UAE embassy compound attacked in Libyan capital
TRIPOLI (Reuters) - Unidentified assailants fired a rocket-propelled grenade at the United Arab Emirates embassy compound in the Libyan capital Tripoli on Thursday, the latest in a series of attacks on foreign targets in the North African country.
Security sources said the attackers drove up to the compound, which houses both the embassy and ambassador's residence, in the Siahia neighborhood in Western Tripoli before fleeing immediately.
Residents in the area said it was the ambassador's residence which was hit the early morning assault. He was believed to be out of the country, and no injuries were reported.
There has been a spate of bombings in recent months in Libya which have mainly targeted Western diplomats and missions, though the Tunisian consulate has also been attacked.
"I heard a loud explosion so I went outside. I then saw a hole in the building," resident Khaled al-Zintani said.
A Reuters reporter on the scene saw a hole high up on the front wall of the building. A police car blocked the road.
Interior Ministry Spokesman Rami Kaal has said there were no injuries in the attack. "An investigation is under way," he told Reuters without giving further details.
On Tuesday, a rocket struck a residential building in Tripoli close to a major hotel, the Corinthia, used frequently by foreign businessmen and government officials, as well as a tower housing several embassies.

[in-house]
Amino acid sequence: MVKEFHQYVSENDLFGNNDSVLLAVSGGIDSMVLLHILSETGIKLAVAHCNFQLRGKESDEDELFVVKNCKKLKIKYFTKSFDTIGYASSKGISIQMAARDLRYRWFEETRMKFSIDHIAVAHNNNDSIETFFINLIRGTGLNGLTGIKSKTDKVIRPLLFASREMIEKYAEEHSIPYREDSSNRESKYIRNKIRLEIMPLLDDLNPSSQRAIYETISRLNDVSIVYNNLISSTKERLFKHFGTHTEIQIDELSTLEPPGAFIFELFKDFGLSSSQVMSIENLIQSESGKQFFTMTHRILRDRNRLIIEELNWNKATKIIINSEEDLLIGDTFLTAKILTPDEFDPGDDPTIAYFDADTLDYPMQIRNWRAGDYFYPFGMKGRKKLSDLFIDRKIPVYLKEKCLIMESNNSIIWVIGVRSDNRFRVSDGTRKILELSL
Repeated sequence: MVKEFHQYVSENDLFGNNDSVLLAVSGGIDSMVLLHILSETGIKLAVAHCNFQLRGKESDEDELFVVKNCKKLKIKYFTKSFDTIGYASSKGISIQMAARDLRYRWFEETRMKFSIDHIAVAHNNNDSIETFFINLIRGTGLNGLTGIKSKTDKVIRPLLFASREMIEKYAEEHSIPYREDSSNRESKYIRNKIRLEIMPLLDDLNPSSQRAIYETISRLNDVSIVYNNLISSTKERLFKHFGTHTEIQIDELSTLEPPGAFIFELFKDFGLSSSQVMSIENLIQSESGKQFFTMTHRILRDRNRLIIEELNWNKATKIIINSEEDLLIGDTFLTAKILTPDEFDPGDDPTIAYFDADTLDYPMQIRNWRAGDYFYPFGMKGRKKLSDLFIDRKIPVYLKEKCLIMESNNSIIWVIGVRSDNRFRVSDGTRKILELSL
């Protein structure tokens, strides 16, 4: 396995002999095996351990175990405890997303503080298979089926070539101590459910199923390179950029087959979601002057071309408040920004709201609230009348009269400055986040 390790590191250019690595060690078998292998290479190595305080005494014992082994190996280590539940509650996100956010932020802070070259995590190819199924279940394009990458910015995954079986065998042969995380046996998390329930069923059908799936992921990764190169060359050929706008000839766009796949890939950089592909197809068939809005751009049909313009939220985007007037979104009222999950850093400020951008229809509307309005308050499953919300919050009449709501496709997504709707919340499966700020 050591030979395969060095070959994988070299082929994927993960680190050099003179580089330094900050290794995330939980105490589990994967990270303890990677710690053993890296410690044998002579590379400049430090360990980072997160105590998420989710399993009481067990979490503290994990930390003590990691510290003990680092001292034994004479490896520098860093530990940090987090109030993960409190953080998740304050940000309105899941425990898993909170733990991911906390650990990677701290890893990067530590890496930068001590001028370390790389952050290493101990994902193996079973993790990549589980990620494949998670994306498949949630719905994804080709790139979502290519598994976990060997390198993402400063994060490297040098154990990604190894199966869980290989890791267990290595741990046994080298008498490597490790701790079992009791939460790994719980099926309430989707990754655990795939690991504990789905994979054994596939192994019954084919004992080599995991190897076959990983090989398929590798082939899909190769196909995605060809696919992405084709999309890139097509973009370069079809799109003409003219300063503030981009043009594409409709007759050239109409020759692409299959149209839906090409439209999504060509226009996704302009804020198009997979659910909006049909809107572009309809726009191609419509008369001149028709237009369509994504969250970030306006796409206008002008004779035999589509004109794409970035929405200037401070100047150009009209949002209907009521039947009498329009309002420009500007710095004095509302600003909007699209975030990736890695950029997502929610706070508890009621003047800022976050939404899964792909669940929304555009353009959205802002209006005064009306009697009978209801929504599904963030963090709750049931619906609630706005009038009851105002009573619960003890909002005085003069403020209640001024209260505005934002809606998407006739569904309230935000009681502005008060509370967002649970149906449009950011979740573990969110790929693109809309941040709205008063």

Interior Minister Mohammed Khalifa al-Sheikh said the rocket may have been aimed at the Corinthia.
A security source said the rocket was launched from car which burst into flames in the car park of a residential compound near the hotel and Tripoli Towers, which houses the British and Canadian embassies, as well as several foreign airlines and other companies.
In April the French embassy in Tripoli was bombed, while in the volatile eastern city of Benghazi, four Americans - including the ambassador - were killed on September 11 last year.
Armed violence and lawlessness caused in part by militia groups who often do as they please has hobbled governance in wide areas of the oil-producing North African state following the 2011 war that ousted dictator Muammar Gaddafi.
(Reporting by Ghaith Shennib and Marie-Louise Gumuchian; Editing by John Stonestreet)
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